The US is still opposing the encoding of the middle dot letter, but as they don't have any reasonable arguments against it I am cautiously optimistic that it will get into the next version of Unicode after 6.2 (I don't yet know whether this will be called 6.3 or 7.1).

I haven't heard anything about the hyphen-like character you mention. I will mention it to Michael Everson, who I am sure would be interested in proposing it for encoding if necessary (BTW, for Google Books urls, you only need the id parameter, so

Alex said... The middle dot is not in Amendment 1, but Amendment 2 due to the US pushing it back. Also see for proof. I think Amendment 2 is in the next version after 6.2, but I'm not sure. Will the US push it back again or not? I hope not!

Alex said...

For G-tilde install Titus Cyberbit Basic if no fonts support precomposed characters. Code Points: U+E0F5 (Uppercase) U+E4F5 (Lowercase)

Alex said...

It's out!!!

Frédéric Grosshans-André said...

The numeric values for CUNEIFORM NUMERIC SIGN FOUR U is still 4 in and not the more sensible 40 you give above. Do you know what has happened ?

By the way, I don't see these plane 1 characters on your block. They seem to be replaced by a surrogate pair :-(

Andrew West said...

The numeric values for CUNEIFORM NUMERIC SIGN FOUR U is still 4 in and not the more sensible 40 you give above.

Yes, I need to update this post to reflect the actual publication of 6.2!

Do you know what has happened ?

Yes, Ken Whistler argued that the benefits of making the corrections would be outweighed by other problems such changes would introduce ("The change which the UTC made in consensus 131-C30 at first looks innocuous, but it turns out to have hidden consequences which in hindsight make it an undesirable change, in my opinion."). See 12210-cuneiform.txt for details if you have access to the UTC document registry.

By the way, I don't see these plane 1 characters on your block. They seem to be replaced by a surrogate pair :-(

Sorry, I have no idea what you are talking about (what is my block?).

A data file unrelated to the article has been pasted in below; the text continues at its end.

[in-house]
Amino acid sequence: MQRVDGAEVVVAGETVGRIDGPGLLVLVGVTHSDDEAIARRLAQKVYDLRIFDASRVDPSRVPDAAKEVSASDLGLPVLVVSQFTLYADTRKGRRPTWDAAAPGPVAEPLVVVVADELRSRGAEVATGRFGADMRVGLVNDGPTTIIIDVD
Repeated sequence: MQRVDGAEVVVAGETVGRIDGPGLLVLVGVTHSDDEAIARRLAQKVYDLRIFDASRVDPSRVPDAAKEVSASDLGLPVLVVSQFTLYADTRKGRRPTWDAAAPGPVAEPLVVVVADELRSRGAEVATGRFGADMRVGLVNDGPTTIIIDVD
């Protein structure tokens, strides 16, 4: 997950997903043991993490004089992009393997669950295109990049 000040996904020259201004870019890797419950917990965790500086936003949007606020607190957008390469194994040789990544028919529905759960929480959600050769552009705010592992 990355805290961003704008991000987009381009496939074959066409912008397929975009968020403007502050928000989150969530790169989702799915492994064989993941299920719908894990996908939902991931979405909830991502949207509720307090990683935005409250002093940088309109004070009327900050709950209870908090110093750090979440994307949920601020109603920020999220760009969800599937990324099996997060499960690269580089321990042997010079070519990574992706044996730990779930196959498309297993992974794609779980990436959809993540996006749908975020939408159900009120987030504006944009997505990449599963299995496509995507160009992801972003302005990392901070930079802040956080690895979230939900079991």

Frédéric Grosshans-André said...

Thanks for your quick answer.

I made a typo : your "block" should have been your blog. Each characters out of the BMP are replaced with 2 instance of U+FFFD REPLACEMENT CHARACTER in my browser (Firefox 16.0.1)

And I don't have access to the UTC document registry, but I can guess that there are many other changes/updates to be done on cuneiform numbers, and correcting only part of the problems can be premature.

Andrew West said...

Thanks for the clarification, I've fixed the display problem in the blog now. That is an issue with Blogger that I had forgotten about: supra-BMP characters are converted to a pair of escaped surrogates, which IE interprets OK, but most other browsers do not. The solution is to escape the characters before posting.

R.S. Wihananto said...

The alias of U+A980 JAVANESE SIGN PANYANGGA is still "ardhacandra" in the Unicode 6.2 Javanese codechart. Chapter 11 of Unicode Standard (, page 400, confirmed that U+A980 is analogues to U+0901 DEVANAGARI SIGN CANDRABINDU. People interested in Javanese script may see this as inconsistency between script description in and code chart ( "Ardhacandra" (half moon) is not the same as "candrabindu" (moon dot).

Andrew West said...

If you think that there is an error in the Unicode Standard you should report it to the Unicode Consortium using the Contact Form.

R.S. Wihananto said...

I did reported it again as you suggested, and received e-mail from Unicode that said that they'll look at the problem. But nothing was changed in Unicode 6.2 Javanese code chart. Perhaps in 6.3 or 7.0? :)